Day 11 of the Covid-19 Emergency in Cuba

The Havana market in Boyeros and Camagüey usually has a short line but these days it’s exploded. (14ymedio)

14ymedio bigger14ymedio, Yoani Sanchez, Havana, 31 March 2020 – Two hours of lining up and it was only possible to buy two of each product. This morning we had to go out looking for some food because our reserves were depleted. We decided to go to a market on the corner of Boyeros and Camagüey that usually has a short line, but we were wrong. The line went around the building. In coronavirus times the offers decrease and the lines multiply.

The police presence is striking. Uniforms are inside the market, near the cash register, at the door of the warehouse, outside the store. We are in an undeclared “state of siege.” Legislation is fuzzy in this case. Can we leave our houses or not? How much of the same product can we buy? Official voices impose certain measures but there is no clear legality to uphold or define them.

Tempers, in addition, are heated. In the line this morning, two customers nearly came to blows. A fight in Covid-19 times is rare. If before people swooped down and shouted right into each other’s faces, now they squabble from a distance, a hullabaloo that marks the space. Even the ritual of anger changes in Cuba these days.

I returned home with two cans of sardines and a package of flour. It is what it is. Tomorrow I will improvise some croquettes. The search for food, which has always had a special role in this country, now absorbs everything, concentrates everything, surpasses everything. From the time we wake up, our life revolves around getting food and putting it on our plates. There are two obsessions: surviving and feeding ourselves.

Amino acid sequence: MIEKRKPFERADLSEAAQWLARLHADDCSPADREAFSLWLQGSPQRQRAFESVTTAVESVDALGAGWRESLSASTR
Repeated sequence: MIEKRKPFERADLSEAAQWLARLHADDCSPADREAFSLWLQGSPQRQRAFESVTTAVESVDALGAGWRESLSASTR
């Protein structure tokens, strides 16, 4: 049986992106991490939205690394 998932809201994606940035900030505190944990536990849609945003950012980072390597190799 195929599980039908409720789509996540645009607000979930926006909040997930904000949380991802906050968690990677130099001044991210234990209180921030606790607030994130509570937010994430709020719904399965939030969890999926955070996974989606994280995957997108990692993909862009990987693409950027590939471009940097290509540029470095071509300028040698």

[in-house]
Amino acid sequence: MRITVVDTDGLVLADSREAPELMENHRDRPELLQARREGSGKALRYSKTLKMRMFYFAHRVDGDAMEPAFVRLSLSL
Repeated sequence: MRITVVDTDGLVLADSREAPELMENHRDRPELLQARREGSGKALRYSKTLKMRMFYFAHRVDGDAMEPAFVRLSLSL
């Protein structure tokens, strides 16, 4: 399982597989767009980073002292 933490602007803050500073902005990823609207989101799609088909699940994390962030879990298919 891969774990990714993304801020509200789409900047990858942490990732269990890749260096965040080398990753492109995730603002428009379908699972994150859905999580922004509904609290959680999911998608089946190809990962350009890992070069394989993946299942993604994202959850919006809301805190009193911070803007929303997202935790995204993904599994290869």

Even ideology seems to be fading. The demonstrations of political fervor that were so frequent a few weeks ago have been suspended or postponed. The May Day parade, in a country where the only union allowed is a transmission-line from the Power to workers, has also been canceled. Reinaldo says that he remembers something like that in 1970 when the 10 million ton sugar harvest was attempted. But I was not born yet.

Today we venture to make a family lunch and invite those relatives we suspect we will go weeks without seeing again. It was like saying goodbye but in advance. The table was the center that brought us back together and, of course, the coronavirus dominated the conversation. We speak of positive cases of the disease already reaching 186 in the country, according to official data, and that at least six people have lost their lives due to the pandemic.

Until a few days ago, those were people who shared a table with their family just as we did this Tuesday. They breathed, they had dreams and they loved, but it all ended abruptly. Understanding that fragility gives us a special strength to deal with all this, because you end up understanding the true human measure in the face of chance, disease and the environment.

Before sitting down to our plates, we all went through the rituals of handwashing, keeping our distance, and kisses that are now given only with the fingers or a gaze. We will be many days or weeks without seeing each other, but this Tuesday we decided that illness and shortages are not going to take away the memory of a lunch together.

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